Both atenolol and clonidine have been found effective in preventing the haemodynamic responses attendant to other stressful conditions. Orally administered Atenolol given before the surgery could reduce the pressure responses to laryngeal instrumentation and endotracheal (ET) intubation in neurosurgical patients. [12] Clonidine in single preoperative dose of 300 μg is found to blunt haemodynamic response to micro-laryngoscopy, bronchoscopy, and during cardiopulmonary bypass with less frequent ventricular arrhythmias. [13],[14]

We administered drugs 2 hours prior to surgery to match the timing of peak plasma concentration with nasal speculum insertion, as peak plasma concentration of oral atenolol is achieved in 1-2 hours and oral clonidine in 60-90 minutes. The haemodynamic stabilising effect of drugs persisted in the entire period of surgery as elimination half-life of atenolol and clonidine are 6-7 and 9-12 hours, respectively. [15],[16] The advantage of a single oral dose of atenolol and clonidine is the simplicity of administration and safety for patients.

Our study used propofol as the main anaesthetic. Propofol has known beneficial effects when used for intracranial surgery. Propofol decreases cerebral blood flow, cerebral metabolic rate, and intracranial pressure while increasing cerebral resistance. Cerebrovascular autoregulation, flow metabolism coupling, and CO 2 reactivity remain intact with propofol use. [17] This is in direct contrast to the effects of volatile drugs and nitrous oxide on cerebral haemodynamics. [18]

Higher consumption of propofol and fentanyl in the control group may be understood from the fact that these anaesthetics needed to control the haemodynamic responses, which also resulted in higher sedation score in the postoperative period. Although the administration of clonidine caused a higher level of sedation preoperatively, but this did not interfere in neurological assessment of the patient postoperatively, as sedation score was lower as compared to the control group. Oral clonidine and atenolol has been found to reduce the intraoperative anaesthetic drug requirement and could be the reason for rapid and safe awakening in our patients. [19],[20]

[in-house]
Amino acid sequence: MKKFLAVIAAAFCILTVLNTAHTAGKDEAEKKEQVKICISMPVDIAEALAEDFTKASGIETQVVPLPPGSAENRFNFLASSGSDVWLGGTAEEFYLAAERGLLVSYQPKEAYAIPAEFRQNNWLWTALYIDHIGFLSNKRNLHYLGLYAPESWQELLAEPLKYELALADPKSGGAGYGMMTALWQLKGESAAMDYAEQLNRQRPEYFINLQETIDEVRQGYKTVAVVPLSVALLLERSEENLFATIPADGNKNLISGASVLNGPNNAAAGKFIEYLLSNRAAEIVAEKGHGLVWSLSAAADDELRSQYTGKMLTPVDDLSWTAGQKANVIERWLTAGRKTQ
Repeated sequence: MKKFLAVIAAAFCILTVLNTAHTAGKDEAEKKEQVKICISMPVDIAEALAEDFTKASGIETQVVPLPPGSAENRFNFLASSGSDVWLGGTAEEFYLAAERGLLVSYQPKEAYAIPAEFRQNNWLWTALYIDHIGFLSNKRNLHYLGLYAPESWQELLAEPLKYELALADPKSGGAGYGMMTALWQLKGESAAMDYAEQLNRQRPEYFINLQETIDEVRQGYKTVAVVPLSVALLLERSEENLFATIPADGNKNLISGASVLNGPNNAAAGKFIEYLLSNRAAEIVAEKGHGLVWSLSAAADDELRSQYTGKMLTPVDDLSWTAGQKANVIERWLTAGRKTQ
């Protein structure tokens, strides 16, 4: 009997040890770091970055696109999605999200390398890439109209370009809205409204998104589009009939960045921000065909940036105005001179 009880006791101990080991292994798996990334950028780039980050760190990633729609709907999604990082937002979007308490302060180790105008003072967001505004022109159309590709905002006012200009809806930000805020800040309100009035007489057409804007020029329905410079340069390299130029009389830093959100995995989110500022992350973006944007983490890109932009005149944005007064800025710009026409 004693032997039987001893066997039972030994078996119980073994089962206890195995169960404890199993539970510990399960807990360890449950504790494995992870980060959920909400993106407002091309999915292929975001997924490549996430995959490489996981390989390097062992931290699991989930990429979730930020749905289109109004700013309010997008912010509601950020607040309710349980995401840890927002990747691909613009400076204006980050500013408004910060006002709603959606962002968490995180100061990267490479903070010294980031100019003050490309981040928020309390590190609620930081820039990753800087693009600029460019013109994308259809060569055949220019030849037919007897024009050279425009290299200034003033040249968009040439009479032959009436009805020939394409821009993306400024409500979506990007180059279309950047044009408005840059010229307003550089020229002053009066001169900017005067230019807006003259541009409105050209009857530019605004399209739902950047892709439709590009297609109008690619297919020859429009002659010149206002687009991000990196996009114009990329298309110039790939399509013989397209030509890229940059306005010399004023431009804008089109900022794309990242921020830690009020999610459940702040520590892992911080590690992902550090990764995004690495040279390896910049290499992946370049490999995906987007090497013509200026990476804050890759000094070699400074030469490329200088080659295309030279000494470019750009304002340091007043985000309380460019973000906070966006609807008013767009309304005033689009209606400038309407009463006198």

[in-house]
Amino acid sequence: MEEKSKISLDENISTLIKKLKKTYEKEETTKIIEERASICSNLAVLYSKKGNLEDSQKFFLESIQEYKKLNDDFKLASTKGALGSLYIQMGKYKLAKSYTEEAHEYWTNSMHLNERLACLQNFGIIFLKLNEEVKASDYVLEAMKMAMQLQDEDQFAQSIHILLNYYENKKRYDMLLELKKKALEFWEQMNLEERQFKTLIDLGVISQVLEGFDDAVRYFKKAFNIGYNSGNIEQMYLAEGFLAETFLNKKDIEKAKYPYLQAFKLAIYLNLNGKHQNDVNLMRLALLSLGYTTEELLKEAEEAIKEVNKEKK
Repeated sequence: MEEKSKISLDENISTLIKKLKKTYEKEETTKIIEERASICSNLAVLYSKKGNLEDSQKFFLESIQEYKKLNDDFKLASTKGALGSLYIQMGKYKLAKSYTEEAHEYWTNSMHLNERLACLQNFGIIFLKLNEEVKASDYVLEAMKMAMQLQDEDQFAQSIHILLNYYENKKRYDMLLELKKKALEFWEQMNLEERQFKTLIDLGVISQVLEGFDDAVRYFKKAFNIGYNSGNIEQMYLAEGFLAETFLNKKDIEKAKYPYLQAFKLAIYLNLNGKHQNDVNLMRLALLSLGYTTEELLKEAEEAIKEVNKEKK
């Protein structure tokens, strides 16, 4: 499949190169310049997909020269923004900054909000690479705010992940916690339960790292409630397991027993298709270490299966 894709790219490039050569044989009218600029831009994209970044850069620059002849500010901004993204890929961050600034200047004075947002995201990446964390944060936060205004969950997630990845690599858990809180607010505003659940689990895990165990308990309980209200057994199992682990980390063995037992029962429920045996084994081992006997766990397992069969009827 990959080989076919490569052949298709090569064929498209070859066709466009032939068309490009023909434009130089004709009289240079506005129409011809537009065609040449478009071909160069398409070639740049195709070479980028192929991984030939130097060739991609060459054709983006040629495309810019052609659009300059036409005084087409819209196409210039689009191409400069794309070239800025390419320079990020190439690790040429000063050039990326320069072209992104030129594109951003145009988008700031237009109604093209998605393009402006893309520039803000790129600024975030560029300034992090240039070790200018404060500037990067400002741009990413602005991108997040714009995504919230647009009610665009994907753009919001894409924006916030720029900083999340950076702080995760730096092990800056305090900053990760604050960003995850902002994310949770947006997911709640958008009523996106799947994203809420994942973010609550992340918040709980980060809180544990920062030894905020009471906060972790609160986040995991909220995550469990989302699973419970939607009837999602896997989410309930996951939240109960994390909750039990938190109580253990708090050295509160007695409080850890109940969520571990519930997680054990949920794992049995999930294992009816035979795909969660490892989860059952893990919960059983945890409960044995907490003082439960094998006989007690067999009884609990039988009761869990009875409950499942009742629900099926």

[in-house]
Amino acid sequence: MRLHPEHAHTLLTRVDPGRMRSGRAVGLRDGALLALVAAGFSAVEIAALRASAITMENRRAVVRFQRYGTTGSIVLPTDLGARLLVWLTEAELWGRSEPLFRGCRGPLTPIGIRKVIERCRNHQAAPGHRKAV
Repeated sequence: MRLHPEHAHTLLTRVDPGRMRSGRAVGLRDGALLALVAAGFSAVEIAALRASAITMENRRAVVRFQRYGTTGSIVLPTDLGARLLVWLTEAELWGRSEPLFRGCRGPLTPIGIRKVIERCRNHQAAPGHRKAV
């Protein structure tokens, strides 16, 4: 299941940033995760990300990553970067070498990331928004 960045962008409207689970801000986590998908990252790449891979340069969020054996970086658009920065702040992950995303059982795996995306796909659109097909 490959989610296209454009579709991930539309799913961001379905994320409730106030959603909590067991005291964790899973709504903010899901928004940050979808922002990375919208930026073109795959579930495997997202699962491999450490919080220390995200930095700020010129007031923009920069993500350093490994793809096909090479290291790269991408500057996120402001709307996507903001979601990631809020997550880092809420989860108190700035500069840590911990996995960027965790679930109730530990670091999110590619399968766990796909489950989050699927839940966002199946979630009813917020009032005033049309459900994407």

The intravenous administration of beta-blockers or clonidine immediately before the intervention may involve a sudden decrease in the arterial pressure or HR, which may compromise cerebral perfusion pressure (CPP) in patients with increased intracranial pressure. Moreover, bradycardia or decrease in sensorium caused by intracranial bleed may be confused with clinical effect of atenolol or clonidine. We did not observe any episode of hypotension and bradycardia with the use of atenolol and clonidine. The anatomical variations among patients and different levels of surgical skills by different surgeons could produce variable haemodynamic response caused by different forces during insertion and manipulation of nasal speculum. We have tried to minimise this bias by randomisation of patients.


   Conclusion Top


The optimal neuroanaesthesia technique should provide intraoperative and postoperative haemodynamic stability as well as rapid and safe awakening adequate enough to allow neurological evaluation soon after surgery. Oral clonidine and atenolol effectively attenuate tachycardia as well as hypertension without causing postoperative sedation. We, therefore, suggest that oral administration of oral clonidine and oral atenolol (2 hour prior to surgery) to patients undergoing pituitary resection through trans-sphenoidal approach is an equally effective and safe method of attenuating haemodynamic response caused by nasal speculum insertion.

 
   References Top

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2.Ali Z, Prabhakar H, Bithal PK, Dash HH. Bispectral index-guided administration of anesthesia for transsphenoidal resection of pituitary tumors: A comparison of 3 anesthetic techniques. J Neurosurg Anesthesiol 2009;21:10-5.  Back to cited text no. 2
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3.Traill R, Gillies R. Clonidine premedication for craniotomy: Effects on blood pressure and thiopentone dosage. J Neurosurg Anesthesiol 1993;5:171-7.  Back to cited text no. 3
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13.Matot I, Sichel JY, Yofe V, Gozal Y. The effect of clonidine premedication on hemodynamic responses to microlaryngoscopy and rigid bronchoscopy. Anesth Analg 2000;91:828-33.  Back to cited text no. 13
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14.Thomson IR, Peterson MD, Hudson RJ.A comparison of clonidine with conventional preanesthetic medication in patients undergoing coronary artery bypass grafting. Anesth Analg 1998;87:292-9.  Back to cited text no. 14
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16.Stoelting RK. Alpha and beta adrenergic receptor antagonist. In: Stoelting RK, editor. Pharmacology and Physiology in Anesthetic Practice. 3 rd ed. Philadelphia: Lippincott‐Raven; 1999. p. 306.  Back to cited text no. 16
    
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    Figures

  [Figure 1], [Figure 2]
 
 
    Tables

  [Table 1], [Table 2], [Table 3]